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12:16am

Fri October 5, 2012
The Salt

Shake It Up, Baby: Are Martinis Made The Bond Way Better?

Originally published on Fri October 5, 2012 5:12 am

One martini; shaken, not stirred.
Karen Castillo Farfan NPR

In the movie Goldfinger, a minion of bad guy Auric Goldfinger asks 007: "Can I do something for you, Mr. Bond?"

"Just a drink," Sean Connery's Bond replies, deadpan. "A martini. Shaken, not stirred," he intones.

From Connery to Pierce Brosnan and Daniel Craig, this preference is repeated again and again in 007 flicks. (Check out this video montage for the full Bond effect.)

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12:15am

Fri October 5, 2012
The Salt

In Haiti, Aid Groups Squabble Over Rival Peanut Butter Factories

Originally published on Fri October 5, 2012 1:00 pm

Alex E. Proimos Flickr.com

Can there be too much life-saving peanut butter?

In Haiti, two different humanitarian groups have built new factories to make this product, which is used to treat severe malnutrition and maybe someday prevent it. The problem is, Haiti doesn't appear to need two of them. Each factory, all by itself, could satisfy Haiti's current demand.

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7:03pm

Thu October 4, 2012
StoryCorps

For Special Education Teacher, 'Every Day Is Precious'

Originally published on Fri October 5, 2012 6:04 am

Ken Rensink found his calling, teaching special education, after a debilitating accident when he was 19. Now 47, he talked about his journey with friend and colleague Laurel Hill-Ward at StoryCorps in Chico, Calif.
StoryCorps

Ken Rensink's path to special education teaching began when he was 19, just one day after he completed his training for the U.S. Army Reserves. He fell asleep at the wheel of his car, hit a telephone pole and nearly lost his life.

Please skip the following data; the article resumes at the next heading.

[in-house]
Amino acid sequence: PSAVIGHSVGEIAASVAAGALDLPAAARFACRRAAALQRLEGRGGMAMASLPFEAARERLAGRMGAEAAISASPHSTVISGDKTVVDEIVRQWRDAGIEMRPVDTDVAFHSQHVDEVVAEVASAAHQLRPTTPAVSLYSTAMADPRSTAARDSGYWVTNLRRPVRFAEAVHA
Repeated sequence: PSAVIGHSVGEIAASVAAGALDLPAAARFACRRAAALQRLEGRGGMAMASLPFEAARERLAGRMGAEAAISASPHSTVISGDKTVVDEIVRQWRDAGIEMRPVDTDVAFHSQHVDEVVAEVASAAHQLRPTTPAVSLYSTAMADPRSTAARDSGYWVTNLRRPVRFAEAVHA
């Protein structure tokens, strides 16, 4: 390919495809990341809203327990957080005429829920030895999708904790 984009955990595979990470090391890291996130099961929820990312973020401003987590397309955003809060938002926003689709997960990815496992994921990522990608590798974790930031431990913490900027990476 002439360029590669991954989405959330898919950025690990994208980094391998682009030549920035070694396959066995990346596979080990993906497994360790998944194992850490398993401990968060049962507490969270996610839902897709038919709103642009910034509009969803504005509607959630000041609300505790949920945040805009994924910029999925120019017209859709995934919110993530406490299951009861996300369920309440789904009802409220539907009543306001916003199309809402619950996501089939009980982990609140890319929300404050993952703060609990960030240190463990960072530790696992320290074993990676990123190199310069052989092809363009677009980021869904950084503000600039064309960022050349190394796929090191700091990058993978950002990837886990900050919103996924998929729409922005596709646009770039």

"I was paralyzed from the waist down," Ken told friend Laurel Hill-Ward, a Chico State University professor who trains special education teachers. "My left arm was so weak, I could barely hold a plastic cup of water."

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5:23pm

Thu October 4, 2012
Out in the Bay - 10/4/12 - Pomo Afro Homos

Out In The Bay goes Pomo Afro Homos!

Pomo Afro Homos onstage

Pomo Afro Homos? Yes, "post-modern African American homosexuals," the
groundbreaking black queer performance troupe from the 90's is back! Marilyn Pittman
talks with Brian Freeman, one of the founders of the group that made history in San Francisco
during the AIDS crisis of the early 90's. He's reprising their signature show,

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4:53pm

Thu October 4, 2012
Crosscurrents

Crosscurrents: October 4, 2012

Oakland limits the public from attending city council meetings, Republicans in San Francisco react to the first presidential debate, reporter Melissa griffin files a report from the Denver on the presidential debate, the Mill Valley Film Festival, paying for a stranger's meal at Berkeley's  Karma Kitchen, and local musicians The Dunes.